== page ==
Copyright (c) 2011 IETF Trust and the persons identified as the Copyright (c) 2013 IETF Trust and the persons identified as the
document authors. All rights reserved. document authors. All rights reserved.
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Table of Contents Table of Contents
1. Introduction . . . . . . . . . . . . . . . . . . . . . . . . . 3 1. Introduction . . . . . . . . . . . . . . . . . . . . . . . . 2
2. Terminology . . . . . . . . . . . . . . . . . . . . . . . . . 3 2. Terminology . . . . . . . . . . . . . . . . . . . . . . . . . 3
3. Protocol Overview . . . . . . . . . . . . . . . . . . . . . . 4 3. Flow Chart . . . . . . . . . . . . . . . . . . . . . . . . . 3
4. Connection Model . . . . . . . . . . . . . . . . . . . . . . . 8 4. A Simple Scenario . . . . . . . . . . . . . . . . . . . . . . 5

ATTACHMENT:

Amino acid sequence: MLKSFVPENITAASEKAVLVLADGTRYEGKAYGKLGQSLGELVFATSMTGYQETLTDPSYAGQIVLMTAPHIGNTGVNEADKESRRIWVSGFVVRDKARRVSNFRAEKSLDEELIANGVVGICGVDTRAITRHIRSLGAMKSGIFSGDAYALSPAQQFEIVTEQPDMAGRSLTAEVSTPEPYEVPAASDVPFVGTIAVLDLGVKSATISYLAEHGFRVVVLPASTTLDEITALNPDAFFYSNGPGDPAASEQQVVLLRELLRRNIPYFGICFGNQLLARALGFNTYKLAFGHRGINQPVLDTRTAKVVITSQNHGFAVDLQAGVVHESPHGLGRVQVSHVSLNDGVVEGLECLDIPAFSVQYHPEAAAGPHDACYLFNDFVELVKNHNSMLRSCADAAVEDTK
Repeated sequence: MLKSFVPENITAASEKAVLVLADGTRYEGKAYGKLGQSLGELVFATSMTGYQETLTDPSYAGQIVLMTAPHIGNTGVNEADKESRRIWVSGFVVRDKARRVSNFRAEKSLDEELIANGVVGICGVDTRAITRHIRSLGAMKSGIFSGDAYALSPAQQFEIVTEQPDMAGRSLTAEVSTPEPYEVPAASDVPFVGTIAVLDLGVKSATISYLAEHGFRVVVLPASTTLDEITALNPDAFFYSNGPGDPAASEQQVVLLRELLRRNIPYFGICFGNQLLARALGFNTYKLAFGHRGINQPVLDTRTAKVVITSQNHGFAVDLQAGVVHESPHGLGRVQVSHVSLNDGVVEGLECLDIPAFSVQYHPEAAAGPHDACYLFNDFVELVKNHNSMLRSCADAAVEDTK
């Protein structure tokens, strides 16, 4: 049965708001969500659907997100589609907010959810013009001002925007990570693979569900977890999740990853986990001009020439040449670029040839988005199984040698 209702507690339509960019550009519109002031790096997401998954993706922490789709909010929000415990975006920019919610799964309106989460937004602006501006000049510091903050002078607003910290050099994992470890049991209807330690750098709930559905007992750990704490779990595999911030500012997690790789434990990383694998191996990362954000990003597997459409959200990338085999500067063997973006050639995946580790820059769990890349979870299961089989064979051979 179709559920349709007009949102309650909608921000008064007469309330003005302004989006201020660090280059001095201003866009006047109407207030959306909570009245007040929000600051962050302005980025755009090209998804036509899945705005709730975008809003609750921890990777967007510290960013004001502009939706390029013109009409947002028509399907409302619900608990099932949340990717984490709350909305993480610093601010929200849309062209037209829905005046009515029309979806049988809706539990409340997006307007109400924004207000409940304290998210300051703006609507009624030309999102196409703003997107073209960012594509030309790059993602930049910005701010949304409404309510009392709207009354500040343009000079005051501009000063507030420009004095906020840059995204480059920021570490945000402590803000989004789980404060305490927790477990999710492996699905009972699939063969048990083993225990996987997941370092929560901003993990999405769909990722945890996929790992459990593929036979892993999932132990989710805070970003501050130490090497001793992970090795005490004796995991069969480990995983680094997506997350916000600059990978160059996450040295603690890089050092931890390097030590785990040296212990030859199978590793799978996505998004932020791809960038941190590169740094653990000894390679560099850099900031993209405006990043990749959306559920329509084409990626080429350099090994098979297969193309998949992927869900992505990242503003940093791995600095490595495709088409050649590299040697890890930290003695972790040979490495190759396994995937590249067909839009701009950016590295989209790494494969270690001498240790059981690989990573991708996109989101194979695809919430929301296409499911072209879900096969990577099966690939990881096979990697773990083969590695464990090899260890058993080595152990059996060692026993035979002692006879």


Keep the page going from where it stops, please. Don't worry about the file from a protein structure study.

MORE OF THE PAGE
5. Channel Establishment and Authentication . . . . . . . . . . . 9 5. One-Way Authentication . . . . . . . . . . . . . . . . . . . 6
6. Authorizing XMPP Stanzas . . . . . . . . . . . . . . . . . . . 13 6. Piggybacking . . . . . . . . . . . . . . . . . . . . . . . . 7
7. Backward Compatibility . . . . . . . . . . . . . . . . . . . . 15 6.1. Assertion . . . . . . . . . . . . . . . . . . . . . . . . 7
8. Operational Considerations . . . . . . . . . . . . . . . . . . 16 6.2. Supposition . . . . . . . . . . . . . . . . . . . . . . . 9
9. IANA Considerations . . . . . . . . . . . . . . . . . . . . . 16 7. Alternative Prooftypes . . . . . . . . . . . . . . . . . . . 10
10. Security Considerations . . . . . . . . . . . . . . . . . . . 16 7.1. DANE . . . . . . . . . . . . . . . . . . . . . . . . . . 10
11. Acknowledgements . . . . . . . . . . . . . . . . . . . . . . . 16 7.2. POSH . . . . . . . . . . . . . . . . . . . . . . . . . . 10
12. Normative References . . . . . . . . . . . . . . . . . . . . . 17 8. Secure Delegation and Multi-Tenancy . . . . . . . . . . . . . 11
Authors' Addresses . . . . . . . . . . . . . . . . . . . . . . . . 17 9. Prooftype Model . . . . . . . . . . . . . . . . . . . . . . . 12
10. Security Considerations . . . . . . . . . . . . . . . . . . . 12